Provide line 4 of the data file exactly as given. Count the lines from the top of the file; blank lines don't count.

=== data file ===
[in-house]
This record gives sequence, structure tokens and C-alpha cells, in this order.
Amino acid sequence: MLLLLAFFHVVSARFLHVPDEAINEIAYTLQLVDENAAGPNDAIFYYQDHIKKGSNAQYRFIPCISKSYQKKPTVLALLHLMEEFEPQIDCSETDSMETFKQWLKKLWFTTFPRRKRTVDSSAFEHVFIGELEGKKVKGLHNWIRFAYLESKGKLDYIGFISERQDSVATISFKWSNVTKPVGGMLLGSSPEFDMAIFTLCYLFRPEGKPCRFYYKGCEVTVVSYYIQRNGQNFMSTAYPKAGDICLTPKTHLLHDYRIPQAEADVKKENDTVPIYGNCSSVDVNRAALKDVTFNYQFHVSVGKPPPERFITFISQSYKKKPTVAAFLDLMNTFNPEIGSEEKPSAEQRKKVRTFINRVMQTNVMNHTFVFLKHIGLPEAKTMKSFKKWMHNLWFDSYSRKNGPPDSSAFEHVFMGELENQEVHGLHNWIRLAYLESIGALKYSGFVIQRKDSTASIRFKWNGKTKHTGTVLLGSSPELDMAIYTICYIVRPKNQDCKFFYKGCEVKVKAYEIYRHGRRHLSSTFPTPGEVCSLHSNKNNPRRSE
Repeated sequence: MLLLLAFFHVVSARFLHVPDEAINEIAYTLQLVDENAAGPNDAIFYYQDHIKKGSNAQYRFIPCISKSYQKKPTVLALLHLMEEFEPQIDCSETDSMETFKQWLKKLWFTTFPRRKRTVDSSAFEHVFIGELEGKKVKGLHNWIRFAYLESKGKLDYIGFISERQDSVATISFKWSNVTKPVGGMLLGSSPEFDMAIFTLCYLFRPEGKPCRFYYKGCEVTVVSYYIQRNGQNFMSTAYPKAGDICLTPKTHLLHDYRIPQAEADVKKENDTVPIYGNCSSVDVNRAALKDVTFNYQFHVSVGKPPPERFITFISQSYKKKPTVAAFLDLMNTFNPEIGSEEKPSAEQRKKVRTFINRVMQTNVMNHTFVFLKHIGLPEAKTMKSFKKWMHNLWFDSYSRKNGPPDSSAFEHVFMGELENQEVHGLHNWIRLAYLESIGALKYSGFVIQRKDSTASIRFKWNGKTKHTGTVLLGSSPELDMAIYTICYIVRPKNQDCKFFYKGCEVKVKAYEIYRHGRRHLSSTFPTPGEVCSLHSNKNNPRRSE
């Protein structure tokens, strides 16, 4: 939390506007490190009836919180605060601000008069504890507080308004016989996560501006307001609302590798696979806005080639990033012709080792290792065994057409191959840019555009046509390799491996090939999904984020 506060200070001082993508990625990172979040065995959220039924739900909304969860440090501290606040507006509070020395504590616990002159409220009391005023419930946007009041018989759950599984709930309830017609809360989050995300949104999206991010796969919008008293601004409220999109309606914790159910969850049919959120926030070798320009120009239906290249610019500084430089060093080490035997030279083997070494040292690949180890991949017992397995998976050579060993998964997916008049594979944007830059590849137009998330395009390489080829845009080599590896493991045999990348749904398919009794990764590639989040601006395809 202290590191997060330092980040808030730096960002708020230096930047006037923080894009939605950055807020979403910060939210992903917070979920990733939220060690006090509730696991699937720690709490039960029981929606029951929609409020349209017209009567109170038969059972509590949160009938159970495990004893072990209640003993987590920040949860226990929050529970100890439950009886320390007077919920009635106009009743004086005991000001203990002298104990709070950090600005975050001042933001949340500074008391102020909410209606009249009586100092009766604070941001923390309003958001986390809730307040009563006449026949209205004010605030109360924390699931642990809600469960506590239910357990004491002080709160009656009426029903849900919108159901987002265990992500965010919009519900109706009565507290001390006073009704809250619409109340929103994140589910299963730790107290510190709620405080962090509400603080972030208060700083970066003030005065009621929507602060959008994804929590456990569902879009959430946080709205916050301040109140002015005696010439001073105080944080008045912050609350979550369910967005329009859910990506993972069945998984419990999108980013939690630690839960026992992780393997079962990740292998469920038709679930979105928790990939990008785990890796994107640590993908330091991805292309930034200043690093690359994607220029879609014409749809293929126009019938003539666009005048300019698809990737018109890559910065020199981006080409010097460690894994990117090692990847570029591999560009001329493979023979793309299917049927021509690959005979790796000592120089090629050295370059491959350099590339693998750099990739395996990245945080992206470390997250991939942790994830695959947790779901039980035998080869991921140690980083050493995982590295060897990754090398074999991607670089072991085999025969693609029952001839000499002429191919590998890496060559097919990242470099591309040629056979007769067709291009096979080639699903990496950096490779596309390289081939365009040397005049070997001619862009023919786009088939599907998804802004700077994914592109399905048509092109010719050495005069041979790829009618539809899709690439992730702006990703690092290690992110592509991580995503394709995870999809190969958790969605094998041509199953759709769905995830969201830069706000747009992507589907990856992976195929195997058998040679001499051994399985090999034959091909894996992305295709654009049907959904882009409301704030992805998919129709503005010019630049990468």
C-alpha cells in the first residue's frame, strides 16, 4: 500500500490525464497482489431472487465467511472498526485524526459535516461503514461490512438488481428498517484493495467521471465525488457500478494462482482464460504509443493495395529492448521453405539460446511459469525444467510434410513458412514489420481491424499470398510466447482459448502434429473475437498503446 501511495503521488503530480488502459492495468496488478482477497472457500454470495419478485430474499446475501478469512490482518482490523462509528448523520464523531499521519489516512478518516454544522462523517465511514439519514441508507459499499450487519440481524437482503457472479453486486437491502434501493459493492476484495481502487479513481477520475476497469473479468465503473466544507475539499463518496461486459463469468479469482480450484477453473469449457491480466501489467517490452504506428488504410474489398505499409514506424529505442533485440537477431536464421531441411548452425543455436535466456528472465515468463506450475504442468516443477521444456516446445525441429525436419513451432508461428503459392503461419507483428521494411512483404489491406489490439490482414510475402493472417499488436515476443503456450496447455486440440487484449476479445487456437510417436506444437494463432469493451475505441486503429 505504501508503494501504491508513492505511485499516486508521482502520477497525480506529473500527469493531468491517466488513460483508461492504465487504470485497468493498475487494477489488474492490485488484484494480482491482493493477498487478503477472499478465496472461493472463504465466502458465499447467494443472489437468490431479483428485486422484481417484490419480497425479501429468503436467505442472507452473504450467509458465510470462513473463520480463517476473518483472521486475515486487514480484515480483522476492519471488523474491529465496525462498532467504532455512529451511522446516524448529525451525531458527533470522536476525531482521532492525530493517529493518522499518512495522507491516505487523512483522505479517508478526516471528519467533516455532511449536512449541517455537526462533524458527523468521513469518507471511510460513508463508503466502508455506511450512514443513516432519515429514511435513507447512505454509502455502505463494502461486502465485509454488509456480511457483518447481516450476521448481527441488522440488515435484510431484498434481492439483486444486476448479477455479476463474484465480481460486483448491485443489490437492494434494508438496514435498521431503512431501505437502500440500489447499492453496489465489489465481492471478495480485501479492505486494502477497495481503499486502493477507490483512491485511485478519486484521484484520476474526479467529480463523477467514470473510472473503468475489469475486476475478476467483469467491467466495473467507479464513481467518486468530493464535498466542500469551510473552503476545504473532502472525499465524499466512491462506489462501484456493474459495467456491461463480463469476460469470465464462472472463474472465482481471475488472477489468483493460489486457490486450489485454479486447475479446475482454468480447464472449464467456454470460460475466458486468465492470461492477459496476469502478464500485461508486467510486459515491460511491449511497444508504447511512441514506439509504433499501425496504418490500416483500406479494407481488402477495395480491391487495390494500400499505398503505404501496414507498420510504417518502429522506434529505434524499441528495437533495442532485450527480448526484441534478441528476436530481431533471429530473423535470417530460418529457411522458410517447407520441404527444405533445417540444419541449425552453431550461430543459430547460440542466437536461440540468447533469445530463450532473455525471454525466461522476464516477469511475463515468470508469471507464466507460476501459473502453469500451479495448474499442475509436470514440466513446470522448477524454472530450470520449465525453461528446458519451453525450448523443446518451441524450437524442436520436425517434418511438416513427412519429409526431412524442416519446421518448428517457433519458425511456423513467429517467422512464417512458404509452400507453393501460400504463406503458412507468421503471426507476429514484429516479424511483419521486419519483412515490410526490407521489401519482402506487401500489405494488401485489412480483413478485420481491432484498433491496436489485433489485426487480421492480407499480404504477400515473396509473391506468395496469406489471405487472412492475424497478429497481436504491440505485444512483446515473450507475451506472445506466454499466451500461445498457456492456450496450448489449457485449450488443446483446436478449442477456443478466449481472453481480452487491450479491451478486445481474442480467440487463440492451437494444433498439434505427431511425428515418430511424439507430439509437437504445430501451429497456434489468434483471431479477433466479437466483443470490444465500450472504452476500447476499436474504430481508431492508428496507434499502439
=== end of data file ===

Repeated sequence: MLLLLAFFHVVSARFLHVPDEAINEIAYTLQLVDENAAGPNDAIFYYQDHIKKGSNAQYRFIPCISKSYQKKPTVLALLHLMEEFEPQIDCSETDSMETFKQWLKKLWFTTFPRRKRTVDSSAFEHVFIGELEGKKVKGLHNWIRFAYLESKGKLDYIGFISERQDSVATISFKWSNVTKPVGGMLLGSSPEFDMAIFTLCYLFRPEGKPCRFYYKGCEVTVVSYYIQRNGQNFMSTAYPKAGDICLTPKTHLLHDYRIPQAEADVKKENDTVPIYGNCSSVDVNRAALKDVTFNYQFHVSVGKPPPERFITFISQSYKKKPTVAAFLDLMNTFNPEIGSEEKPSAEQRKKVRTFINRVMQTNVMNHTFVFLKHIGLPEAKTMKSFKKWMHNLWFDSYSRKNGPPDSSAFEHVFMGELENQEVHGLHNWIRLAYLESIGALKYSGFVIQRKDSTASIRFKWNGKTKHTGTVLLGSSPELDMAIYTICYIVRPKNQDCKFFYKGCEVKVKAYEIYRHGRRHLSSTFPTPGEVCSLHSNKNNPRRSE